The assessment consists of two major elements: (i) a practical exam in the form of a group presentation, and (ii) coursework in the form of an individual assignment. The group presentation involves students researching and critically evaluating impacts of contemporary development in supply chain and logistics. Individual assignment involves selecting an organisation and conducting primary research (by interviewing managers, employees and customers, and visiting operations/facilities to observe how they operate) to identify the logistics related problems that the organisation faces, analyse why the problems occur, and make recommendations to rectify these problems.

Mapping of Learning Outcomes to Assessment Strategy (Indicative)

Learning Outcome Assessment Strategy
1) Critically apply fundamental supply chain and logistics theories and concepts to organisations operating domestically and/or internationally with regard to supply and demand-side logistics. Group Presentation Individual Assignment
2) Critically appraise supply chain and logistics problems facing organisations and using various appropriate models and concepts introduced in the module develop strategies for achieving logistic solutions. Group Presentation Individual Assignment
3) Formulate and develop persuasive arguments with regard to the implementation of logistics in business. Group Presentation Individual Assignment
4) Further develop research, written and communication skills to a professional standard. Group Presentation Individual Assignment

Elements of Assessment

Description of Assessment Definitive UNISTATS Categories Percentage
Group Presentation Practical exam 30%
Individual Assignment Coursework 70%
Total (to equal 100%) 100%

Achieving a pass

It IS NOT a requirement that any element of assessment is passed separately in order to achieve an overall pass for the module.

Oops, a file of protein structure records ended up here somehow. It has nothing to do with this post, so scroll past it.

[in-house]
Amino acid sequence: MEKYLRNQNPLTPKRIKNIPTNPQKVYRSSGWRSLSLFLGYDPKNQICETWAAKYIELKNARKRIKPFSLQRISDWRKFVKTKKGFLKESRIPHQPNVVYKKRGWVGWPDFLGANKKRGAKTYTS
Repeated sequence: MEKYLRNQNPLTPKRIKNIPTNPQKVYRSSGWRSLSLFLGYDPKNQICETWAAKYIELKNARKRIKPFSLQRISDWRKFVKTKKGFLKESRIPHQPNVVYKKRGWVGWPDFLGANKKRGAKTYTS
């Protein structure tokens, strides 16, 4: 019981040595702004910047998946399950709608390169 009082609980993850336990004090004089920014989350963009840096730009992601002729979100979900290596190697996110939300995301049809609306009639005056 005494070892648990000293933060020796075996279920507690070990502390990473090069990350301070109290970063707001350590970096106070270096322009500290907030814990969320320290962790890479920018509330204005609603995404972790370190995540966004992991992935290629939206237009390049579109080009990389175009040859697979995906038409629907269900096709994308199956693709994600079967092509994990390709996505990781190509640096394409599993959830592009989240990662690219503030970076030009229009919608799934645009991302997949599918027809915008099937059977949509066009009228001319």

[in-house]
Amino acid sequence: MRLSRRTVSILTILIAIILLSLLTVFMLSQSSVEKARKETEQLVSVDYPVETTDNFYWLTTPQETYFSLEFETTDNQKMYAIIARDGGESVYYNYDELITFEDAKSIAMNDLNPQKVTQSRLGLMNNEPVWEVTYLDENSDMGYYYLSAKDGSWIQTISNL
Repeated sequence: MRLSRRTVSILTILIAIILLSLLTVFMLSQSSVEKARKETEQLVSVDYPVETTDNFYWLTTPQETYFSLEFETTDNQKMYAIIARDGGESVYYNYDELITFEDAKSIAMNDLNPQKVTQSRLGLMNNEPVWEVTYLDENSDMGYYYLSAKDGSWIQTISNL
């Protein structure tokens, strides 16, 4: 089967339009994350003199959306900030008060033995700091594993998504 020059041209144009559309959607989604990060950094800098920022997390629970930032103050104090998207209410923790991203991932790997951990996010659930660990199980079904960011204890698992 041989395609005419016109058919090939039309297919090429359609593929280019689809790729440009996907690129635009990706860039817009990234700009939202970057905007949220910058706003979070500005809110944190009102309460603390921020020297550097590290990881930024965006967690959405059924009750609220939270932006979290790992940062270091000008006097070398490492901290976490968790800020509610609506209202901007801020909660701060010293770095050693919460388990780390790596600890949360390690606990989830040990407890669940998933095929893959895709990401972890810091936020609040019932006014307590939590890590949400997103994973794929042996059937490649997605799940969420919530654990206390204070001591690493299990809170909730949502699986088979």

Bibliography core texts

Murphy, P and Wood, D. (latest edition) Contemporary Logistics, Pearson.

Bibliography recommended reading

Books:

Bowersox, D. J., Closs, D. J. & Bixby Cooper, M. (latest edition), Supply Chain Logistics Management, McGraw-Hill.

Branch, A (2007) Elements of Shipping, (latest edition), Routledge.

Coyle, J. J., Bardi, E. J., and Langley, C. J. (latest edition) The Management of Business Logistics: A Supply Chain Perspective, South Western College Publishing.

Gourdin, K. N. (2006) Global Logistics Management: A Competitive Advantage for the New Millennium, Blackwell Publishing.

Grant, D., Lambert, D., Stock, J., and Ellram, L. (2006) Fundamentals of Logistics Management, European Edition, McGraw Hill.

Mangan, J., Lalwani, C., and Butcher, T. Javadpour, R. (latest edition) Global Logistics and Supply Chain Management, John Wiley & Sons.

Stopford, M (latest edition) Maritime Economics, Routledge.

Waters, C. D. J. (latest edition) Supply Chain Management: An Introduction to Logistics, Palgrave Macmillan.

Articles:

Allbright, D. (2009) Transportation management's role in supply chain excellence, Supply Chain Management Review, 13(7): S52-S62

Busse, C. et al. (2016) Supplier development for sustainability: Contextual barriers in global supply chains, International Journal of Physical Distribution & Logistics Management, 46(5): 442-468.

Buxey, G. (2006) Reconstructing inventory management theory, International Journal of Operations & Production Management, (25)9: 996-1012.

Christopher, M. (2000) The agile supply chain: Competing in volatile markets, International Marketing Management, (29)1: 37-44.

Finch, P. (2004) Supply Chain Risk Management, Supply Chain Management: An International Journal, 9(2): 183-196.

Lambert, D., Cooper, M., & Pagh, J. (1997) Supply Chain Management: More than a new name for logistics, International Journal of Logistics Management, 8(1): 1-14.

Mangan, J., Lalwani, C., & Fynes, B. (2008) Port-centric logistics, International Journal of Logistics Management, 19(1): 29-41.

Meixell, M. & Norbis, M. (2008) A review of the transportation mode choice and carrier selection literature, International Journal of Logistics Management, 19(2): 183-211.

Skjoett-Larsen (2000) Third party logistics - from an interorganizational point of view, International Journal of Physical Distribution & Logistics Management, 30(2): 112-127.

Trent, R. & Monczka, R. (2003) International purchasing and global sourcing - what are the differences?, The Journal of Supply Chain Management, 39(4): 26-36.